Transcribed from A Standard History of Kansas and Kansans, written and compiled by William E. Connelley, Chicago : Lewis, 1918. 5 v. (lvi, 2731 p., [228] leaves of plates) : ill., maps (some fold.), ports. ; 27 cm.

Isaac M. Hinds

HON. ISAAC M. HINDS. Mound Valley and Labette County have for many years been the scene of the extensive business and public activities of Isaac M. Hinds. Some years ago that district sent Mr. Hinds to represent its interests in the State Senate, and he is still a member of the upper house of the State Legislature.

Though he has spent nearly all his years in Kansas, Senator Hinds was born in Cole County, Missouri, December 30, 1862. He was brought to this state when an infant. Going back several generations his Hinds ancestors were Germans who came to America and were early settlers about Bowling Green, Kentucky. The grandfather of Senator Hinds was Benjamin, a native of Kentucky. He went to Missouri and became a pioneer in Cole County, where he died before Senator Hinds was born.

Isaac Hinds, father of Senator Hinds, was born in Kentucky in 1833, was reared and married in Missouri, and followed farming as his life's vocation. He died in Cole County in February, 1863. The maiden name of his wife was Cordelia A. Stephens. She was born in Cole County, Missouri, August 4, 1833, and is still living at the age of eighty-three, making her home with her son, Senator Hinds. She married for her second husband James M. Richardson, who died in Mound Valley, Kansas, where he was a retired farmer. Isaac Hinds and wife had the following children: Benjamin F., who is a mechanic living at Kansas City, Missouri; William M., who died in young manhood at Mound Valley in 1876; Joseph, who died at Mound Valley in 1874; Jennie, wife of L. W. Wilmoth of San Diego, California; and Isaac M.

While the Civil war was still in progress Mr. Hinds' mother brought her family to Kansas and located on a farm three miles southwest of Mound Valley. In that locality Isaac M. Hinds spent his early youth and childhood. He attended the district schools of Labette County, and in 1882 completed the teachers' course in the Fort Scott Normal College. Following that came two years of teaching in Montgomery County. A desire to see the world then seized him, and he made a trip not unaccompanied by hardships and hard work through Arizona, New Mexico, California, Oregon and Washington, going as far as Seattle. The winter of 1883-84 he spent in the hazardous occupation of logging in the State of Washington.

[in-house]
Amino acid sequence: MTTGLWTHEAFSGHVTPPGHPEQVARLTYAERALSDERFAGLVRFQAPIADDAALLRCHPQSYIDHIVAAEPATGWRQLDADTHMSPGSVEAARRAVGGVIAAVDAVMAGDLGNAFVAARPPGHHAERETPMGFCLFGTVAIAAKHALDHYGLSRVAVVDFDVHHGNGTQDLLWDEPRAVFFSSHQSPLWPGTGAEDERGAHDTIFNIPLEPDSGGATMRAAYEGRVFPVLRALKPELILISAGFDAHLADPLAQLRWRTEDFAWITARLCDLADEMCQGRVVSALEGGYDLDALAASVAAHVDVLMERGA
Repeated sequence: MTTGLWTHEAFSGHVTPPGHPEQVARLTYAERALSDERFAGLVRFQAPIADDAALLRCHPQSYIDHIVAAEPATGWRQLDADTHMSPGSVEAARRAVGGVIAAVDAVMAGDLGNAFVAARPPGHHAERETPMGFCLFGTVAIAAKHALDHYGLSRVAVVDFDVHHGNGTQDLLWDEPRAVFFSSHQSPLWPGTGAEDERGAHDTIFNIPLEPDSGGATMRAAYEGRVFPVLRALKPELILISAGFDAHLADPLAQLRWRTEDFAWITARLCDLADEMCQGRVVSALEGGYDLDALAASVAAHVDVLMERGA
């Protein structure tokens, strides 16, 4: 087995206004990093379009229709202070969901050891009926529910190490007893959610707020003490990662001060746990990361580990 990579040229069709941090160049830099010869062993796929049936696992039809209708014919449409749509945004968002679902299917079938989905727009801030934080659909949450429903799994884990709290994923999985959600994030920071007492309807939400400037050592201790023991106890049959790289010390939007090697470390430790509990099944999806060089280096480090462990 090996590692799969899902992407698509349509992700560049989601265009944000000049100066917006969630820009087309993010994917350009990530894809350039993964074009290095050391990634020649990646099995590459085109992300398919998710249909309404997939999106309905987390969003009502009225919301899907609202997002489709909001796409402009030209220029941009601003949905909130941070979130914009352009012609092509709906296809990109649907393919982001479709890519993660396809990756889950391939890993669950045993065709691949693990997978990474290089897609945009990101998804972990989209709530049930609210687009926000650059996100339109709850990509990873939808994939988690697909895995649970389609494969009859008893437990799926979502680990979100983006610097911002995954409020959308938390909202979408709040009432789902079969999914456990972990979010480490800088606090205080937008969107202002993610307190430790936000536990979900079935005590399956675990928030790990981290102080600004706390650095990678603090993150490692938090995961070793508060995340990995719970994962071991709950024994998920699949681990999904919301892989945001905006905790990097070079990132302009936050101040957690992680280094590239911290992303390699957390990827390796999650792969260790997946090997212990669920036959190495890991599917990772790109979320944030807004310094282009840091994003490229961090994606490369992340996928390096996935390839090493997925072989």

On returning to Kansas Mr. Hinds, in the fall of 1884, engaged in the drug business at Mound Valley. After about a year he sold his store and then took a course in the St. Louis College of Pharmacy. He received his certificate as a registered pharmacist from the State Board of Pharmacy, in 1887, and though he has not been in the drug business for a number of years he still keeps his certificate up-to-date as a registered druggist. Mr. Hinds had the leading drugstore at Mound Valley until 1905. In that year his business interests became more widely extended. He began buying land near Brownsville, in the extreme southern end of Texas, and since then has bought and sold land not only in Texas but in Kansas and Oklahoma. He deals entirely in his own properties and has done a great deal to develop some of the newer localities of the Southwest.